Opinion: Negative gearing arguments don’t deserve air time

John Flavell

John Flavell, CEO of Mortgage Choice, argues why negative gearing should be left untouched.

Negative gearing has found its way back onto the political agenda in recent weeks.

Both sides of politics are giving this particular ‘tax offset’ a lot of air time at the moment. In simple terms, the Labor Party wants to restrict negative gearing to just new properties, while the Coalition has talked about capping the number of properties that can be geared, limiting the annual tax deductions that can be claimed and/or leaving negative gearing alone altogether.

Any decision to make changes to the current negative gearing policy is the wrong decision to make.

I believe negative gearing has found its way onto the political agenda because both sides of politics are too weak to display true leadership – leadership that is needed to address the bigger issues we have with our taxation system.

Our current tax system does very little to stimulate or drive economic growth. It does nothing to attract, retain and encourage global and local businesses to invest on our shores, and, it continues to provide very little incentive for those in the work-force to grow and develop their skills.

Instead of our government taking a holistic view of the issues at hand and working together to create a program of reform that could seek to address these real issues, both parties are choosing to talk about negative gearing and our superannuation system.

Squabbles surrounding negative gearing and superannuation are ‘low rent’ and do not deserve the air time they receive.

And while I strongly believe the government shouldn’t be wasting its time incessantly reviewing and discussing negative gearing, I do feel the need to not only correct some of the misconceptions surrounding this particular tax offset, but share my thoughts on the issue.

More than one reason for negative gearing

One of the most common misconceptions associated with negative gearing is that it serves one purpose – to help the high-end, wealthy investors become even wealthier. This is simply not the case.

In the past (and in the absence of direct access to affordable housing), negative gearing has provided first time buyers and mum and dad investors with an incentive to invest in property by way of various tax concessions. Negative gearing makes a positive contribution to the supply of affordable housing, and the fact is, affordable housing is in short supply.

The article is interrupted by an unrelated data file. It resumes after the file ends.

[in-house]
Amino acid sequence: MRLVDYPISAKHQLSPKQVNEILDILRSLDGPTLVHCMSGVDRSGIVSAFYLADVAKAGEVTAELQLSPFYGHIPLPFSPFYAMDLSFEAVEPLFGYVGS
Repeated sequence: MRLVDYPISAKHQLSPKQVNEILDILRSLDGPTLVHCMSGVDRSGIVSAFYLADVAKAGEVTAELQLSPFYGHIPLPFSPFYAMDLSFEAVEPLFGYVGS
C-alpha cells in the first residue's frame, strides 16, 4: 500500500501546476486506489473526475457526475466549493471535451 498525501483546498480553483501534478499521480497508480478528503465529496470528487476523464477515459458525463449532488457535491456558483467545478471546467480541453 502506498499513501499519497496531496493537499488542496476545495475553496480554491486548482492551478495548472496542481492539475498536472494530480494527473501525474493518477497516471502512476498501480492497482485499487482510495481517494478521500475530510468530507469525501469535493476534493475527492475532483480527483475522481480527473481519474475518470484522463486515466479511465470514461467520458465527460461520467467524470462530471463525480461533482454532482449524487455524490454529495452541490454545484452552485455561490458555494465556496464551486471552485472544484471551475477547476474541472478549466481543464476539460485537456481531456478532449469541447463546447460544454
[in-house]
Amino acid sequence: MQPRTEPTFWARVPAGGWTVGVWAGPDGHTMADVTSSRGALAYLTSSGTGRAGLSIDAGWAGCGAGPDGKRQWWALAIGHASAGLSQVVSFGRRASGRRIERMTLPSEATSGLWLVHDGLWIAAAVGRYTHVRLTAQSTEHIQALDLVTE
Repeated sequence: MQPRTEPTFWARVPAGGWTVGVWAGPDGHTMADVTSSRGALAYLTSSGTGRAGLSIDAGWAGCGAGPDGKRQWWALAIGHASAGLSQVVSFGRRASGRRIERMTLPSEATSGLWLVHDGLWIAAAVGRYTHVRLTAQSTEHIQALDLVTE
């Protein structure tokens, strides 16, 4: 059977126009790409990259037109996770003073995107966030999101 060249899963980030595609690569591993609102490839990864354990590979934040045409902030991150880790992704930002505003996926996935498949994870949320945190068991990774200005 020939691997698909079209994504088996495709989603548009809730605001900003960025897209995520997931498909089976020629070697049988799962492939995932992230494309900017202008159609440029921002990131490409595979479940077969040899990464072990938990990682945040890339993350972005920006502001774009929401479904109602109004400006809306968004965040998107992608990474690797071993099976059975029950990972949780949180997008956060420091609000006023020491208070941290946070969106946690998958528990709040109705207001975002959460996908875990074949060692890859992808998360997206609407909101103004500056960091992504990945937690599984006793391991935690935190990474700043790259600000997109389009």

According to data from the Australian Bureau of Statistics, Australia’s population grew by more than 317,000 in the 12 months to June 2015, and these people need somewhere to live.

While data from the Australian Bureau of Statistics shows 189,000 residential dwellings were completed in 2015, this was the first time in a very long time that supply has actually come close to meeting demand.

Further, research conducted by the Australian Population Research Institute found that a significant portion of the properties being constructed are small, high rise apartments that appeal to a limited market.

Simply put, the supply we are getting is not the supply we need.

With the Australian property market missing a critical type of supply, it would be remiss of the Government to change its current stance on negative gearing and further constrict supply.

Yet, seemingly, this is exactly what they plan to do.

The fact that negative gearing has become such a ‘hot’ political topic would suggest the government is happy to cast the issue of affordable housing to the sidelines and instead focus on chasing cash to plug budget deficits.

At the end of the day, if changes to negative gearing come to pass, both investors and renters will suffer.

Recent amendments to tax treatment in the ‘Buy to Let’ market in England are already creating negative downstream impacts for the housing sector, with affordability pressures building for purchasers and renters.

We need to learn from England’s mistakes, not make those same mistakes here.

John Flavell is the CEO of  Mortgage Choice, and has more than 20 years’ experience in executive leadership positions and 15 years’ experience in financial services.

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